Asian shares hit a month-high on Wednesday, buoyed by optimism about the world's top two economies and relief France is not facing an imminent debt rating cut, but the euro struggled on concerns over euro zone sovereign funding ahead of key auctions.

MSCI's broadest index of Asia Pacific shares outside Japan <.MIAPJ0000PUS> was up 0.2 percent after hitting its highest since December 9, while Japan's Nikkei average <.N225> opened up 0.2 percent following a rise in U.S. stocks to five-month highs on Tuesday on optimism over U.S. corporate earnings.

Australian shares rose and the pan-Asian materials sector <.MIAPJMT00PUS> outperformed for a second day in a row on the back of Tuesday's rally in copper, oil and gold.

With investors as anxious and defensively positioned as they seem still to be, we think that markets remain poised to respond positively to even modestly positive news, even if it merely confirms that the lacklustre base case remains more likely than the various risk cases that surround it, analysts at Barclays Capital said in research note.

U.S. crude futures held steady above $102 a barrel on Wednesday, with oil generally supported by optimism about the U.S. economy, jitters about Iran's nuclear programme dispute with the West and unrest in Nigeria.

The euro fell 0.2 percent to $1.2749 on Wednesday, slipping from the previous day's high of $1.2819 hit after credit rating agency Fitch said it did not expect to cut France's triple-A rating this year.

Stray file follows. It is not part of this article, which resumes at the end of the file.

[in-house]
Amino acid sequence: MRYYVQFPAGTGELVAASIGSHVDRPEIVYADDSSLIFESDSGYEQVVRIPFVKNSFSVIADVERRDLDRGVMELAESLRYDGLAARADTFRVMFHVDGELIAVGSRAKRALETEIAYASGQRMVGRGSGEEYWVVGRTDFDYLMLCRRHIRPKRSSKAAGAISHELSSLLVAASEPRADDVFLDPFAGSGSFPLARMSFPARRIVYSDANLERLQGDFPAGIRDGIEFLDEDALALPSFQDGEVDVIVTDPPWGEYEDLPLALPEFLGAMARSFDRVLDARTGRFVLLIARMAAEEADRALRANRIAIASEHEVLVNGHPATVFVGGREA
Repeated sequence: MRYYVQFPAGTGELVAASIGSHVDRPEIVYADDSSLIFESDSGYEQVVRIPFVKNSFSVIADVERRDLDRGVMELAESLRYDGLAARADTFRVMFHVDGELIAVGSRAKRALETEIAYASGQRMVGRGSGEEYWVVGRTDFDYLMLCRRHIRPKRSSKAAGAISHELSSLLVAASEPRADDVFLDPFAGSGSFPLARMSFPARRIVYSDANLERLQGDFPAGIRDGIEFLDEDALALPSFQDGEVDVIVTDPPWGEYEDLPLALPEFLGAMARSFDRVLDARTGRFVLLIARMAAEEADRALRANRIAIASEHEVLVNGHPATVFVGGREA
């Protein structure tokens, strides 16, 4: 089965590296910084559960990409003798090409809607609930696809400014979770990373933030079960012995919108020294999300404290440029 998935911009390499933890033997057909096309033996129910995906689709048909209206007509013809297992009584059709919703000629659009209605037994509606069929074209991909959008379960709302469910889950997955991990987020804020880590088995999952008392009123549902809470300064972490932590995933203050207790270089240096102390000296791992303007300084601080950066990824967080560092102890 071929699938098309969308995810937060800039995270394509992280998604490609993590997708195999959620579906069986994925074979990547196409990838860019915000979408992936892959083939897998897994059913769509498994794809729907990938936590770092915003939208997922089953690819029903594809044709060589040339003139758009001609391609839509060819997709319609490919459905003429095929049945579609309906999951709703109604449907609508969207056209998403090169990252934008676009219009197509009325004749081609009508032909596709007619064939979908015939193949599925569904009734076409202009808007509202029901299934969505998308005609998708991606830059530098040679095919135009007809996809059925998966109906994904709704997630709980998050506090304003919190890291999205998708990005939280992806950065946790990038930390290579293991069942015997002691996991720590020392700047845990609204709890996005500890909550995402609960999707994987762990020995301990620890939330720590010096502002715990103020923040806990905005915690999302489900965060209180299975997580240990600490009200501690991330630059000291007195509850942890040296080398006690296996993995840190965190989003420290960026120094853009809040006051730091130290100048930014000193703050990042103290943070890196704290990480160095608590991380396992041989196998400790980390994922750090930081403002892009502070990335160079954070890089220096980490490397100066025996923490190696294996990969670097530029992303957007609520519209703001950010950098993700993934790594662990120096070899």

Fitch may not cut France this year, but there is risk that other rating agencies may downgrade France, so the situation in the euro zone overall has not changed, said Junya Tanase, chief currency strategist at JPMorgan Chase in Tokyo. A risk-on sentiment can easily turn around any time.

Tanase said commodity-linked currencies -- such as the Australian dollar -- may be more resilient to risk-off sentiment than the euro as commodities prices were underpinned by supply and other factors.

A bullish demand outlook from top U.S. aluminium maker Alcoa Inc and record copper imports by China, the world's largest consumer of the metal, cheered global stocks and lifted copper prices up 3 percent on Tuesday.

Although data on Tuesday showed China's exports and imports grew at its slowest pace in more than two years in December, it raised hopes for an monetary policy easing to spur growth, boosting Asian shares on Tuesday.

Later on Wednesday, German Chancellor Angela Merkel and Italian Prime Minister Mario Monti meet to discuss the euro zone crisis, while German annual gross domestic product data will be released, with a 3 percent growth forecast in 2011.

But the primary focus this week is Italian and Spanish debt auctions on Thursday as the two big euro zone economies are seen as most at risk from the crisis.

Asian credit markets were less optimistic on risk than equities, with spreads on the iTraxx Asia ex-Japan investment grade index barely narrowing from Tuesday's levels.

(Editing by Alex Richardson)